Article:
The Week That Was

So another week has come and gone. Tomorrow I have an appointment with a periodontist. Seems one of my molars was going to need “crown lengthening” anyway, but as the dentist was drilling, she drilled away most of the tooth and still hadn’t gotten rid of the decay, so we decided I needed to have the tooth pulled and have them screw in an implant, then she can put the crown on. Sounds like a lot of fun… anyway, tomorrow is just an appointment for him to give me an estimate and to set up an appointment to have it done. At least, that’s what I think it is. The tooth, which has a temporary filling in it, has already partially broken away, so, yeah, it needs to go. I’ll try and get posts up for tomorrow and Tuesday so I can keep the chain going, but just realize that one or more might be late. Here’s the summary from last week.

The theme this past week was “European Favorites.” I had done a playlist of songs that weren’t in English that charted in the US anyway, and used several of them in the new list. XmasDolly thought it was good. My life is complete…

I featured two instrumental hits from my high-school days, both of which qualify as “one-hit wonders.” This week I’ll feature two vocal songs that were one-hit wonders in the early Seventies, then we’ll start counting down the most-popular bands from the period before moving on to something else. Birgit suggested I do the same for when my parents were in high school, which coincidentally was the start of the Baby Boomer years (1946-64). I’m thinking of going with a “Baby Boomer” theme for the rest of the year and probably a good portion of next year. What do you think of that?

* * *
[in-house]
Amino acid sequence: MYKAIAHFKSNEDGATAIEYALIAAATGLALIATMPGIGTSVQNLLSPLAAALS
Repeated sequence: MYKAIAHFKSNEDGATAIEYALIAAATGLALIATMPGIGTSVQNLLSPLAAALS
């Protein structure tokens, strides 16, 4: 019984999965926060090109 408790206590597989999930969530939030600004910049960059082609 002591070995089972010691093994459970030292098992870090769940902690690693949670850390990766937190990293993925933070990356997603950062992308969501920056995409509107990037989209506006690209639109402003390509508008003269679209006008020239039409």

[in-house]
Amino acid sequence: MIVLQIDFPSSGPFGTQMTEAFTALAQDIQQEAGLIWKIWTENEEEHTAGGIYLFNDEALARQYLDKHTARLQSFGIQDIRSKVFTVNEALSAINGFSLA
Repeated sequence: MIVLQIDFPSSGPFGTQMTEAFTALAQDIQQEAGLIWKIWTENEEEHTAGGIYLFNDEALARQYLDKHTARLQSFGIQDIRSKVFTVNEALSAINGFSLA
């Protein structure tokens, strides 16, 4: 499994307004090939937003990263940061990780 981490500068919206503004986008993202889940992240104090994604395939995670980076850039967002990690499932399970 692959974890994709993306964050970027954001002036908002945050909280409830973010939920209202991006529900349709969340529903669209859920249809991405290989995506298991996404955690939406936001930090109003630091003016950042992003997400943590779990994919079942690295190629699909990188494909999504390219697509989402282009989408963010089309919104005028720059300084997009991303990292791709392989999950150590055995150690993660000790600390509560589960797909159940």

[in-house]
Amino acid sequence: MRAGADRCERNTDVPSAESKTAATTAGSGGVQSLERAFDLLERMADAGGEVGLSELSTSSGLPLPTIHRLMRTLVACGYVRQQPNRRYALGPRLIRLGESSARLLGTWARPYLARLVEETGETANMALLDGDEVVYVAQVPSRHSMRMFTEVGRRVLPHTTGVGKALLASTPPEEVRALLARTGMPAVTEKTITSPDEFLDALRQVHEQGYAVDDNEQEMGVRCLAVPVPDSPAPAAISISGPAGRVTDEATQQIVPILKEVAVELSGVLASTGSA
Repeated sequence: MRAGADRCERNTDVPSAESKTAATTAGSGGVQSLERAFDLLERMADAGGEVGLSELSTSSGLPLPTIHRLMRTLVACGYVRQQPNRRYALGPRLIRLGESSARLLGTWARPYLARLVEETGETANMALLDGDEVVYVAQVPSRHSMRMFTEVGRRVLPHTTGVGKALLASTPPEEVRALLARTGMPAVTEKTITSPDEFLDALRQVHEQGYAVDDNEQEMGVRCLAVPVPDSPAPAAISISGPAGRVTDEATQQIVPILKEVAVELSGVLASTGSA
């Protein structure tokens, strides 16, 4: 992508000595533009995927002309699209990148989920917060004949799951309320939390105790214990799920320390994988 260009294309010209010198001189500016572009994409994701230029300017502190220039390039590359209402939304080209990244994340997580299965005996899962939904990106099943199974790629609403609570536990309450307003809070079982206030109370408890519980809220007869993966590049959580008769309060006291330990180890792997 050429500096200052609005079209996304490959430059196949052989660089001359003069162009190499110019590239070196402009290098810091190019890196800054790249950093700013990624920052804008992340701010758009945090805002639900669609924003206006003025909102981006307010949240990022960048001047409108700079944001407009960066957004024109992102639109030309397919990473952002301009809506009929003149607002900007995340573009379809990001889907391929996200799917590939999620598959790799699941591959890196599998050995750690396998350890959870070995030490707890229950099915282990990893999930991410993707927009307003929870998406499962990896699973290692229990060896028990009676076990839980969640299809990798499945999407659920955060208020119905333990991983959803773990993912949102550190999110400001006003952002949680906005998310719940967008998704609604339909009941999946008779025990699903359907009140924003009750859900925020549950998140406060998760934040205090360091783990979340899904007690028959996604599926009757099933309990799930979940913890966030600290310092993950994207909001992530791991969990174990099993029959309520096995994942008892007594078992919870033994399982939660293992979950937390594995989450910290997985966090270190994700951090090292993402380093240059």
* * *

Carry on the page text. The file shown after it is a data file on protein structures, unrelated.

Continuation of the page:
Shared something funny that had been posted to Instagram by PunsWorld. The commercial, a borderline-obscene Arby’s ad, got as much attention as the one-liner. Reminds me of the days when the commercials were more entertaining than the shows.

Kat’s prompt was the word “island,” which led me on a discussion of all the islands I’ve been on. My list almost qualified as a Thursday Ten. I was surprised that I had been on so many.

I shared ten more of the destination songs you recommended, and announced that I’d hold off on posting any more for a while, partly because I was almost out, partly because a couple of the suggestions were “songs about places in Ireland” and “songs about New York City” which required a little more thought. You might see one of those tomorrow. Meanwhile, if you have more destination song suggestions, feel free to drop them on me.